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Former Sooner football player shares struggle in new book


Jay C. Upchurch July 10th, 2008

Eric Thunander once viewed the world through the eyes of an abused child, and tried desperately to wish it all away. When he realized that was not possible, he simply found a way to survive. DOUBLE-H...

EricThunander001

Eric Thunander once viewed the world through the eyes of an abused child, and tried desperately to wish it all away. When he realized that was not possible, he simply found a way to survive.

DOUBLE-HOMICIDE WITNESS
OFFICIAL VISIT
THERAPEUTIC CONFESSION

And while basic survival may be the cornerstone of Thunander's life " as described in his autobiographical book "Silent Thunder" " his compelling story encompasses so much more than just the heart-wrenching details of his struggles. It is also a story of hope, courage, faith and redemption.

These days, the 28-year-old Thunander spends much of his time sharing his story through motivational speeches in hopes that his success might inspire others who are experiencing troubles of their own. He has worked tirelessly over the last few months to help market and promote his new book, which was released last month by Tate Publishing.

"The whole experience has helped me move forward with my life," said Thunander, whose childhood was further complicated by the fact he was born with almost 80 percent hearing loss. "To take all of these things I had placed in an imaginary box over the years and avoided at all costs, and find a way to face them " honestly, writing the book has been a life-saving experience."

DOUBLE-HOMICIDE WITNESS
After enduring an abusive childhood that included him witnessing a double homicide at age 8, he discovered sports as a way to lift both his spirits and dreams. Despite the added challenges that came with competing in a hearing world, he managed to excel through hard work and determination.

Thunander became a standout track and field performer " helping his Lee's Summit mile relay unit set a Missouri state high school record in 1997 " but football was his passion. He dedicated himself to the sport and dreamed of playing it in college one day.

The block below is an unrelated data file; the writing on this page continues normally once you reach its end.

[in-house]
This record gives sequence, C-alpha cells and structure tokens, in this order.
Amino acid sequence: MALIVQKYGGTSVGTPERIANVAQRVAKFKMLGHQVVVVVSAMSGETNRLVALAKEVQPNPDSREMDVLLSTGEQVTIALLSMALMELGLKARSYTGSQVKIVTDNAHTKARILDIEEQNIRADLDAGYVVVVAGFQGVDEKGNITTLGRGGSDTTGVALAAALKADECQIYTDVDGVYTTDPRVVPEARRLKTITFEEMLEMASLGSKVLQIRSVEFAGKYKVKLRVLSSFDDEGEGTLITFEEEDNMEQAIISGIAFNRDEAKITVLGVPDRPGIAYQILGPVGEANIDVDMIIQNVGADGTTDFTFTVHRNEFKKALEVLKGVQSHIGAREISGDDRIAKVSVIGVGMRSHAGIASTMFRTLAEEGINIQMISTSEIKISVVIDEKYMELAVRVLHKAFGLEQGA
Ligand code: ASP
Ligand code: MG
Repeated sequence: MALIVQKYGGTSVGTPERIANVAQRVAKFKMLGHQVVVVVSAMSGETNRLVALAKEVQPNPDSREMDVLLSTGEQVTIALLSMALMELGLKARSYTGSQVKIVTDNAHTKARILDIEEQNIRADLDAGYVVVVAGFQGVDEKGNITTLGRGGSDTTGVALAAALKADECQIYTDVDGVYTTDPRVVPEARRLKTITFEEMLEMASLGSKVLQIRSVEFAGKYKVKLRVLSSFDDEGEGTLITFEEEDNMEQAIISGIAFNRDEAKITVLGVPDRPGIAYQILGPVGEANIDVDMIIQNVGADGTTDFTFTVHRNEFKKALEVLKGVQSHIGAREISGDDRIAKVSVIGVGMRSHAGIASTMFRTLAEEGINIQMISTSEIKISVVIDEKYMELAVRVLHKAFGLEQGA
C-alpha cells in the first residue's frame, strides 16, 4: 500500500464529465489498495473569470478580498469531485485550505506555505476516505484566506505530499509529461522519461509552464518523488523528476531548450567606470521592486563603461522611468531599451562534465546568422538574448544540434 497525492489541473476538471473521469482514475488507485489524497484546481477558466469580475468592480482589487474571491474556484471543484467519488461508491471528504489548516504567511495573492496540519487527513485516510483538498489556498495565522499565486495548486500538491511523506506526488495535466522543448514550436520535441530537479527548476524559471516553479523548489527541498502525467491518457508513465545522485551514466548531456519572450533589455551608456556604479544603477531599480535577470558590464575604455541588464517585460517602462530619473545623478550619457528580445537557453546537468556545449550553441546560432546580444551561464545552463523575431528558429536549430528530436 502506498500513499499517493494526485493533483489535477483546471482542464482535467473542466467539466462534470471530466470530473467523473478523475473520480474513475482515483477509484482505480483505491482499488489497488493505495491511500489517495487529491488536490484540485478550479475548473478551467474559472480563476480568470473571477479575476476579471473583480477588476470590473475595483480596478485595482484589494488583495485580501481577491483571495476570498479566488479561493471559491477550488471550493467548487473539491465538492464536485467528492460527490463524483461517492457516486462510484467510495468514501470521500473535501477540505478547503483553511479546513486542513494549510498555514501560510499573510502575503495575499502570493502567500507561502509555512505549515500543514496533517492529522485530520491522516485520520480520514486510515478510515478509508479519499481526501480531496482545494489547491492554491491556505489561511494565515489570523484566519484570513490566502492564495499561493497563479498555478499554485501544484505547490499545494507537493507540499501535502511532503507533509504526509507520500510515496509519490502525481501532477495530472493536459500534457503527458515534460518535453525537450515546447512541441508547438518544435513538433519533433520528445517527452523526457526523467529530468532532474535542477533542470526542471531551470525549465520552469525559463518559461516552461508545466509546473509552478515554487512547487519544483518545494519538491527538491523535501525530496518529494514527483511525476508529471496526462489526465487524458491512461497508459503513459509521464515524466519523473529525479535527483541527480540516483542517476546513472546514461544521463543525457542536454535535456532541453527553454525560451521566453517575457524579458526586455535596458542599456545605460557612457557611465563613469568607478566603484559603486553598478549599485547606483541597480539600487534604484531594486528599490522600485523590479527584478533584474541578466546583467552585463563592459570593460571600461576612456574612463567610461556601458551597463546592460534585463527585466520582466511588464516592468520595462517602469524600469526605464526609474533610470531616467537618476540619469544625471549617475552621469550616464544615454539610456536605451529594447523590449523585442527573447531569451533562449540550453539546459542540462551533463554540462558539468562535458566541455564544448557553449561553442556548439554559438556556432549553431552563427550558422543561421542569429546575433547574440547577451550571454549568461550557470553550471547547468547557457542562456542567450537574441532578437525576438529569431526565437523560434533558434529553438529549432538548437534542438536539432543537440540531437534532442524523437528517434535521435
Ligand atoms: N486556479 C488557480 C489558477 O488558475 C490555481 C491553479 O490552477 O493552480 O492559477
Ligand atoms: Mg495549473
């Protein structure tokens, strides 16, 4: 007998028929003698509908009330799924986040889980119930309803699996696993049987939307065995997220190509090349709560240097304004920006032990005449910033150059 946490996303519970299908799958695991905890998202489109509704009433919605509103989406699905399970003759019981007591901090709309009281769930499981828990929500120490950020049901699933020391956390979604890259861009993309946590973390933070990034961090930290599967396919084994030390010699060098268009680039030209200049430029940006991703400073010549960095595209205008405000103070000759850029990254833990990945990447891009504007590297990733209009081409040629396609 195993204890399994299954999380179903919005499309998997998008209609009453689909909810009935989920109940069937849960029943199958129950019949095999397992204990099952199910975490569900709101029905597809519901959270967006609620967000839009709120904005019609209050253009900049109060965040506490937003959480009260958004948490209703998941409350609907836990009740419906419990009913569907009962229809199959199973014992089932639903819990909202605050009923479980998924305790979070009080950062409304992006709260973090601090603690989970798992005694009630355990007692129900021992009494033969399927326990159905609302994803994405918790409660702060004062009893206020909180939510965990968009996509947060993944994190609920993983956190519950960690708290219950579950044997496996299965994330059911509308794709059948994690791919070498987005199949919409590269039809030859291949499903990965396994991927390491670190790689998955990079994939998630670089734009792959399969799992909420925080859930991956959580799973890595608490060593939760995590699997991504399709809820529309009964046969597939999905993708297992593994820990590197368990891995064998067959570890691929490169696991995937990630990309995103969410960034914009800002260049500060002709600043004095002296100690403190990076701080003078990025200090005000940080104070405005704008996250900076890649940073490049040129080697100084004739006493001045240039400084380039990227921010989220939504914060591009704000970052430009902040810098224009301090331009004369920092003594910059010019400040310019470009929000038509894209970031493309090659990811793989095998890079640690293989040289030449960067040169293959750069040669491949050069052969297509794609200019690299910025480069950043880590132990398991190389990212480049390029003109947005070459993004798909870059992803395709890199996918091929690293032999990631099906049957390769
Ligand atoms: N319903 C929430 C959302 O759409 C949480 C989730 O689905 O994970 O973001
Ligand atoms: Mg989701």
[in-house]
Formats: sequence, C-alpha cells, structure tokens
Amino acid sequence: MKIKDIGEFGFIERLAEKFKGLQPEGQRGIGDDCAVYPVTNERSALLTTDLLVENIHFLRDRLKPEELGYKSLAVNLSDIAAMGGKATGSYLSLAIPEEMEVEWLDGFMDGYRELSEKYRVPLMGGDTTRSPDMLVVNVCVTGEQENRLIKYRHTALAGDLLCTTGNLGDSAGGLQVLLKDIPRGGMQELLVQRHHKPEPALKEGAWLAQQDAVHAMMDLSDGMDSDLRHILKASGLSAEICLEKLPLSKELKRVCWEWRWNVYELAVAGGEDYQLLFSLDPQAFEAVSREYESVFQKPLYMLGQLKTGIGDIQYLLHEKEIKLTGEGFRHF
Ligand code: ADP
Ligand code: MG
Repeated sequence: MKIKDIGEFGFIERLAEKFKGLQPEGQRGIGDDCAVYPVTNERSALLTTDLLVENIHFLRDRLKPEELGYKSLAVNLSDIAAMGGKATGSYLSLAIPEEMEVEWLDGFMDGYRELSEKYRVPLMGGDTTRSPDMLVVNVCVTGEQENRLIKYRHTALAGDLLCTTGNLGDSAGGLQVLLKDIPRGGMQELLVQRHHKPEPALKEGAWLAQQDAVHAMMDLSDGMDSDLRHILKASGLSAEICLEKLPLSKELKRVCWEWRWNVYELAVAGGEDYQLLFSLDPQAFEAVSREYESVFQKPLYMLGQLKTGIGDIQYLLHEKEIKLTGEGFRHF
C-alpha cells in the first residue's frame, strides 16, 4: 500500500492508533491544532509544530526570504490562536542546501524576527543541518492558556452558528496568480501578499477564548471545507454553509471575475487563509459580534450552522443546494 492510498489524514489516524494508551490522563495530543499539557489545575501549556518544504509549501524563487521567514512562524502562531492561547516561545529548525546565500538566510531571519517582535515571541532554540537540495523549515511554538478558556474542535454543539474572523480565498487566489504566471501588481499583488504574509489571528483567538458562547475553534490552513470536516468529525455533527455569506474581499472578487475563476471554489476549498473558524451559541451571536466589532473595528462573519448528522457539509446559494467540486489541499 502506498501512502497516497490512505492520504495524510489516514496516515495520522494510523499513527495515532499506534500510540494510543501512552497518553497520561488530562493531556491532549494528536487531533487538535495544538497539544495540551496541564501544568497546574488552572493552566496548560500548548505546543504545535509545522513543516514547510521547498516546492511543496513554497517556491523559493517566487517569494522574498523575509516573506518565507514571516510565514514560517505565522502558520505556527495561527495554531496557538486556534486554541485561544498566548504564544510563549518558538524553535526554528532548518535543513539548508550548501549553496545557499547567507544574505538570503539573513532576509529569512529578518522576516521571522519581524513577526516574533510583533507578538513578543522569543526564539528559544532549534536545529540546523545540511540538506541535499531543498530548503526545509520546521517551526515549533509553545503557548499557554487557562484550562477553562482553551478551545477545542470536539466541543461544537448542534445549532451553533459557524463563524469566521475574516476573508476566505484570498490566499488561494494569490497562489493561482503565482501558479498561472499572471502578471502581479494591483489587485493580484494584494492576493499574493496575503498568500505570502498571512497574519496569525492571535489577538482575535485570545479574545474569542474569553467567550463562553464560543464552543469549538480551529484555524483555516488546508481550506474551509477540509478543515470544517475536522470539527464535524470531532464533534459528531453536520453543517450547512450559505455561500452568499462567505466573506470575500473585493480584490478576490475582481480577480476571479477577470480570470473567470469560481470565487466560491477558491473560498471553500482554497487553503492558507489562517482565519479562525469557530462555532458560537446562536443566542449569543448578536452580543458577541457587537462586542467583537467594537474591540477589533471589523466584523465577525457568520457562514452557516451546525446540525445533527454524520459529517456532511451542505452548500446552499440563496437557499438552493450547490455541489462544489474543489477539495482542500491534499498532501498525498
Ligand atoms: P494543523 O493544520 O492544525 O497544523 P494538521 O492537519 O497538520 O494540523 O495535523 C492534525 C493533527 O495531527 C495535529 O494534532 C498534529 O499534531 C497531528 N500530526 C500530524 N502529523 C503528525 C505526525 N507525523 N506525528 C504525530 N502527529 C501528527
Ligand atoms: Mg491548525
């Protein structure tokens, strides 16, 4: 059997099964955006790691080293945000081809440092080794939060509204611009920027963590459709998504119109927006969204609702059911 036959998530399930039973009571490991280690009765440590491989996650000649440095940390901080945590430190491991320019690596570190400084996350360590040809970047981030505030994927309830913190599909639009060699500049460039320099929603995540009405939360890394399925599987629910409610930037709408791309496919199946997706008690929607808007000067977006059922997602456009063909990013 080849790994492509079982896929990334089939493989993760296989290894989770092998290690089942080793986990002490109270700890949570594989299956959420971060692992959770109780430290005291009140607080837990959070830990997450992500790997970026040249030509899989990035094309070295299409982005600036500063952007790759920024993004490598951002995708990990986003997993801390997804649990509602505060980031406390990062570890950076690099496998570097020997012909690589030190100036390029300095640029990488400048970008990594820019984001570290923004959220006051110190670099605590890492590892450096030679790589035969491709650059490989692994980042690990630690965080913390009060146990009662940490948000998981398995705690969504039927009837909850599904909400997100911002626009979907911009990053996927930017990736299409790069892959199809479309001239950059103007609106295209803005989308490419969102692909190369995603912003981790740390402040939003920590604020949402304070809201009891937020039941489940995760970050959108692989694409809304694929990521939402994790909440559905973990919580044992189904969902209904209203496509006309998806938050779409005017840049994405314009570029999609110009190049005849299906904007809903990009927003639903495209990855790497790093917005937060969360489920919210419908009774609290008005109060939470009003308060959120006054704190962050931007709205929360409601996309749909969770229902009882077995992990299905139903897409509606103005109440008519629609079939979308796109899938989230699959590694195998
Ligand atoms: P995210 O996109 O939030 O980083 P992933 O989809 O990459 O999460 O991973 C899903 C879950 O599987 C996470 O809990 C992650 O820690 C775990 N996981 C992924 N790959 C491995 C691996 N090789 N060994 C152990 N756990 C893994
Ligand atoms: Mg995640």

At one point, he was being recruited by 34 college programs " including the University of Oklahoma and Kansas State University " but he was in for a rude awakening once many of those programs found out he was deaf.

"After that, two-thirds of those schools turned me down. I guess they didn't believe a deaf person could play at that level," said Thunander, who also excelled in the classroom.

While he was the defensive coordinator at K-State, Bob Stoops had seen Thunander play. Even after he was hired as head coach at Oklahoma in December 1998, Stoops never lost track of the talented linebacker.

OFFICIAL VISIT
And when Thunander made his official visit to the OU campus, it proved to be a life-changing moment.

"It all turned out for the best, because once I saw the OU campus and walked into the Switzer Center and experienced that whole deal, I knew where I wanted to play," said Thunander, who was offered a scholarship and eventually played for OU's 2000 national championship squad.

A head injury ended his playing career a season later. Without football " the most stabilizing force in his life " Thunander found his world spinning out of control to the point where he even considered suicide.

"When things got really bad, I was fortunate enough to have someone who reached out to me," said Thunander, who received a call from Stoops about returning to OU to finish his degree on scholarship. "Since then, I've had a lot of former OU players reach out to me. These folks never gave up on me and I'll be a part of this family for the rest of my life.

"For that, I am very grateful."

THERAPEUTIC CONFESSION
While finishing his degree in communications, he also worked on his book, which he confessed was very therapeutic. Today, he is riding a seemingly endless wave of public appearances and guest speaker engagements.

"It's been hectic, but I've enjoyed it. It's something different and unique. This whole book deal has been a great experience," said Thunander, who has been approached by more than once source about possibly making his story into a movie. "I believe along the road to success, it's important to give back. I've experienced that with my life and all of the people who have helped me. And I want to do the same."

Thunander soon will begin a book tour of various libraries around the state and he'll be appearing at FireLake Grand Casino to sign books on Sunday. For more information, visit www.silentthunder.net.

"It's definitely been exciting," he said. "I feel like I'm living a dream." "Jay C. Upchurch

 
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